People’s Republic of China: Heilongjiang Road Network Development Project
sector: Transport | country: China, People’s Republic of
The importance of rural link roads. The project was able to deliver benefits to the project area through the inclusion of both the provincial highway upgrade and the rural link roads in the project design. The socioeconomic benefits of these roads were very important, allowing all-weather access to jobs and services (health care, transport). The Heilongjiang Provincial Department of Transportation advised that it is frequently difficult to gain funding for rural roads because they are of lower priority than the expressways and highways, and ADB support for these projects provided valuable social impacts.
Consideration of local practices and knowledge. The Heilongjiang Provincial Department of Transportation has extensive experience in road design and construction, knowledge of ADB practices and requirements, and clear boundaries for its responsibilities. Although international practices can be usefully included in projects, they do not always work well in the local context. The agencies have nearly 20 years of experience with ADB and it is likely there are well-qualified local resources available to lead the project preparatory technical assistance studies to prepare project designs and implementation plans that are streamlined to deliver the project in the local context and in compliance with ADB requirements.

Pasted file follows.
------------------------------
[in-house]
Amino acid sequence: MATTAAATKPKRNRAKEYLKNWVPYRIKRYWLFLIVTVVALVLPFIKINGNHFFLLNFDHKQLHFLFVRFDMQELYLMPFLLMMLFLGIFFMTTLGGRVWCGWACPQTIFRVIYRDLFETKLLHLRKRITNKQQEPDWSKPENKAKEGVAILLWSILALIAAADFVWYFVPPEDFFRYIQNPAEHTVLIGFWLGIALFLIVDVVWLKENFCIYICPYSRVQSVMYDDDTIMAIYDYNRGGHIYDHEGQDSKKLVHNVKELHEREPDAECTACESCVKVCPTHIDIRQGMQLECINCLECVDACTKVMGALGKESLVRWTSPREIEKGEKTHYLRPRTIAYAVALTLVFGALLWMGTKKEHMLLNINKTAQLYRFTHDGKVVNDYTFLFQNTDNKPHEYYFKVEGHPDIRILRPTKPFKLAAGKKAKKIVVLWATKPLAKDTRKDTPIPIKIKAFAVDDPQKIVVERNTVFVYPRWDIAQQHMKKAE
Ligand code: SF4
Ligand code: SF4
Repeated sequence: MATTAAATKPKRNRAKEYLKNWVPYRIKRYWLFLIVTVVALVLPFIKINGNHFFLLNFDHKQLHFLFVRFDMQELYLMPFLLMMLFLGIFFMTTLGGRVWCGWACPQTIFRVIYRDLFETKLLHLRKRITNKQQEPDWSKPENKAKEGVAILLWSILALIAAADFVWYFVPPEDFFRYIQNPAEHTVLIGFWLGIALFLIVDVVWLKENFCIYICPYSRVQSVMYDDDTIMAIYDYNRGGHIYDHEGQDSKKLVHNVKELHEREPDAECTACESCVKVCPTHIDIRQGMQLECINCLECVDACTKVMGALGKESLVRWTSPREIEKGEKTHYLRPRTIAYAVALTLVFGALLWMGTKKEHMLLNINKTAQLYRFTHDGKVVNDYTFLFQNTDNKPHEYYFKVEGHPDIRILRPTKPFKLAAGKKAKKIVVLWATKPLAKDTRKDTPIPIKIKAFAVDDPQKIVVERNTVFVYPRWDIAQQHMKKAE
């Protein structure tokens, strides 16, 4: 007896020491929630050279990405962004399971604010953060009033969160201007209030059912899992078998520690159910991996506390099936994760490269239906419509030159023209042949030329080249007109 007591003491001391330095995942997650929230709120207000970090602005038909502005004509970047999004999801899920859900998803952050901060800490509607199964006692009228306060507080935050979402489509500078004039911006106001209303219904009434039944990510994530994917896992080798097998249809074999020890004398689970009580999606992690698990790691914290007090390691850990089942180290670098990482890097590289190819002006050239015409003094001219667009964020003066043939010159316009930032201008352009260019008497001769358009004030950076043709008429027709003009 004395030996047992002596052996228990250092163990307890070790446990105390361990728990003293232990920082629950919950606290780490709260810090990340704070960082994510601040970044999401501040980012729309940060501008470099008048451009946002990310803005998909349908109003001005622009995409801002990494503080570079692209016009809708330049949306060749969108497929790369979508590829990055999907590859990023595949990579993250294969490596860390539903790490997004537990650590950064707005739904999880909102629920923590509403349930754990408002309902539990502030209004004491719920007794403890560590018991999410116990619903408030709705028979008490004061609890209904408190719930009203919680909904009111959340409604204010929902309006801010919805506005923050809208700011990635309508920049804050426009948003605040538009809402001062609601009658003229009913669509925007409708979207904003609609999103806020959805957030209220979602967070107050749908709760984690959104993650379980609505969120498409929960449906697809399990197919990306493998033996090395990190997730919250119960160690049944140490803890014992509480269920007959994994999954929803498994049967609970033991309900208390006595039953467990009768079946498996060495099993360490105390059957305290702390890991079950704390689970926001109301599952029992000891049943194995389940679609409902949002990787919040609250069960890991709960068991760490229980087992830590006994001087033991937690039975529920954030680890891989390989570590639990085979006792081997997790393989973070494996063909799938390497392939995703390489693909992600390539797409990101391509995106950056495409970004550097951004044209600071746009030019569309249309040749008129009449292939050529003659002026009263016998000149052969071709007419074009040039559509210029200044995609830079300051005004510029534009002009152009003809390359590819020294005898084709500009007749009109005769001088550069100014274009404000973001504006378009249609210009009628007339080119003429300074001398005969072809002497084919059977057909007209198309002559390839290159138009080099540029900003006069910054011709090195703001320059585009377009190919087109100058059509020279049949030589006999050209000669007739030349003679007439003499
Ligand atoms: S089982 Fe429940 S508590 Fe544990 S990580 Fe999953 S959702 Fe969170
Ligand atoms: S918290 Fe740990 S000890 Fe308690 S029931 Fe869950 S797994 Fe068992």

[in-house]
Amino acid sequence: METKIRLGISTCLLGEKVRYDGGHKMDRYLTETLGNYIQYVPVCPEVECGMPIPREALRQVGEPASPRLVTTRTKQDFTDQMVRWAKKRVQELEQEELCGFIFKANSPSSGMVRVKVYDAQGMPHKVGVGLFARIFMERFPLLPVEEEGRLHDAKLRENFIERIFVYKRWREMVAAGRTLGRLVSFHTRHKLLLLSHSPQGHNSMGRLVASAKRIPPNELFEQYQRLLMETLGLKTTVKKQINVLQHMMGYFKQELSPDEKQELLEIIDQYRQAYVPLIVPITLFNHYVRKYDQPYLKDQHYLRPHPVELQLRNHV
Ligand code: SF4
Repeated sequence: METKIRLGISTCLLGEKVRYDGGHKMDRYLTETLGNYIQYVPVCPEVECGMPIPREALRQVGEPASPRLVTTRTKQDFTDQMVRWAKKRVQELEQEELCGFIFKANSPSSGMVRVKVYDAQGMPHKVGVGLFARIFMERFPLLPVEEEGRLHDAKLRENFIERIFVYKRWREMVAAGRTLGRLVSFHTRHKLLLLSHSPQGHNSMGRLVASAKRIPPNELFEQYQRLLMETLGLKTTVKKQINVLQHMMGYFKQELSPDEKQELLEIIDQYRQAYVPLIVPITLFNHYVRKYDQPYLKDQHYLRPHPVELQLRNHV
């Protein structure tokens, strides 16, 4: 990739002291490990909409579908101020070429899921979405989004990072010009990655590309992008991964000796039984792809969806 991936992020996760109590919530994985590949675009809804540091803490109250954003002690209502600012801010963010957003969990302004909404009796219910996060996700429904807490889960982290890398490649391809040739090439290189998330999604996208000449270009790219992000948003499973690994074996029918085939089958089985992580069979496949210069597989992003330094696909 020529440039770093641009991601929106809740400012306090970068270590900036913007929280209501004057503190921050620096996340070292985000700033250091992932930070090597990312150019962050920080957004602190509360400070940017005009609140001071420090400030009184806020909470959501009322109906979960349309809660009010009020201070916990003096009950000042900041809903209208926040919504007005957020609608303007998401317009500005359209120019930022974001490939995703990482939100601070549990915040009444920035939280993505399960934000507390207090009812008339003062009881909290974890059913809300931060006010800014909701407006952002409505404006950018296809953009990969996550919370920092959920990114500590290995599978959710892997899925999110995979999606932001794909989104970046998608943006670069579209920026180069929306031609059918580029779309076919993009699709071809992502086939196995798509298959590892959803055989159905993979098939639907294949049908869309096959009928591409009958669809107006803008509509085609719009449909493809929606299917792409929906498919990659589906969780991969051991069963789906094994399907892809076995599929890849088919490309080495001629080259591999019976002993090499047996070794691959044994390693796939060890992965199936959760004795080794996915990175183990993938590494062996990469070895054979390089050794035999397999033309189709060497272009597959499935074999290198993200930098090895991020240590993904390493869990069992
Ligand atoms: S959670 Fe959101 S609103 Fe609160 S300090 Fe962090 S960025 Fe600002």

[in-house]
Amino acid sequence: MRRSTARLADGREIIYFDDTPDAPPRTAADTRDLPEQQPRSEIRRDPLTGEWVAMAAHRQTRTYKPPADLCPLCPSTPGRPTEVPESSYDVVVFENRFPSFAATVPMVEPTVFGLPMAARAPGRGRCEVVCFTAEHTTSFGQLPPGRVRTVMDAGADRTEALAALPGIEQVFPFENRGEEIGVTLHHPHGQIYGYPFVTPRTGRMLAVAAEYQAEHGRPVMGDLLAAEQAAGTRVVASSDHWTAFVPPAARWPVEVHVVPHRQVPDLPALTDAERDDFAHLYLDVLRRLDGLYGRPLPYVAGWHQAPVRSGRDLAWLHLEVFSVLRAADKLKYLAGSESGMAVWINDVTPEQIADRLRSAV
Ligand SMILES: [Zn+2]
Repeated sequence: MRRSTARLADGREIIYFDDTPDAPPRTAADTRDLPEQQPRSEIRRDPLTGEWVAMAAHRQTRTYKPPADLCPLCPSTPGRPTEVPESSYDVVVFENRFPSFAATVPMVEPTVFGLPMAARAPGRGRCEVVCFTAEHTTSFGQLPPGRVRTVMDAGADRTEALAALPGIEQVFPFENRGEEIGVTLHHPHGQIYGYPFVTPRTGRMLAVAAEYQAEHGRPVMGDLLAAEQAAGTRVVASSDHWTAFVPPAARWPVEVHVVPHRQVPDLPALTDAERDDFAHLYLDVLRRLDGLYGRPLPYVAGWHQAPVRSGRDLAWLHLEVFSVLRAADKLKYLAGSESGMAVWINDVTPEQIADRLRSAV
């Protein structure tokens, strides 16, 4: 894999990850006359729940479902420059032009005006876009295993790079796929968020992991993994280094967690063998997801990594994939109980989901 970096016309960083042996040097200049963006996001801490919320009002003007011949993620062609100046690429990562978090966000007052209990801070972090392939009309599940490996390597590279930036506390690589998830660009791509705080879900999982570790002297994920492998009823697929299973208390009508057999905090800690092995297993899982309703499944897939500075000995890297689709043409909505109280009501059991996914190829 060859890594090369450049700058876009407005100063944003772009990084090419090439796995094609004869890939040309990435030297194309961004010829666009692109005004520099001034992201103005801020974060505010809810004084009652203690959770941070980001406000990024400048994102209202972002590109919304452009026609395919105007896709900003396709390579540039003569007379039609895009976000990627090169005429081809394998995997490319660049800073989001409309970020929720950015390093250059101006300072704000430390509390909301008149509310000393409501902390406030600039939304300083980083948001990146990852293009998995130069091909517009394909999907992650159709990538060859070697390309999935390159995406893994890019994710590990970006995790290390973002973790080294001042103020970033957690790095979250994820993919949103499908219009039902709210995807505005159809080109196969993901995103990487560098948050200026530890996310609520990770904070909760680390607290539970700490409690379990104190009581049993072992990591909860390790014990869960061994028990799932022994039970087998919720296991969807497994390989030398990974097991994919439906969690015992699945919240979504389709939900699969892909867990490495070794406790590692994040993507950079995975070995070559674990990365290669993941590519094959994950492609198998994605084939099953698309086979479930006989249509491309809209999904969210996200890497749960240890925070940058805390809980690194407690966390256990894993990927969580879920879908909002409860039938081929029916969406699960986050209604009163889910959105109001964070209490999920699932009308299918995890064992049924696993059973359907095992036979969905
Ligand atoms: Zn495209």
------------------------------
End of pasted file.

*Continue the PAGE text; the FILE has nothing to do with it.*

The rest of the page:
Hidden costs of low-cost bids. The difference between the budget and actual cost of supervision and training for the project indicates that the project required substantially more supervision than originally planned. The Heilongjiang Provincial Department of Transportation attributes this higher cost, at least in part, to the selection of the low-cost bidders for portions of the civil works. The project completion report (PCR) states ‘four [of the 26] contracts (procured under international competitive bidding) were awarded on an exceptional basis [due to the very low prices] without determining the combination of bids offering the lowest evaluated cost.’ Although these contracts were subjected to higher performance securities, such bids rarely include adequate management and contingency budgets. Therefore, to ensure appropriate quality, greater executing agency supervision and monitoring during construction is required. Comparisons of bids on the basis of established provincial reference prices and the expected quality of the higher cost bids should be undertaken before contract awarding, with no exceptions granted for exceptionally low-cost bids, is likely to result in a better project implementation process within the expected supervisory budget.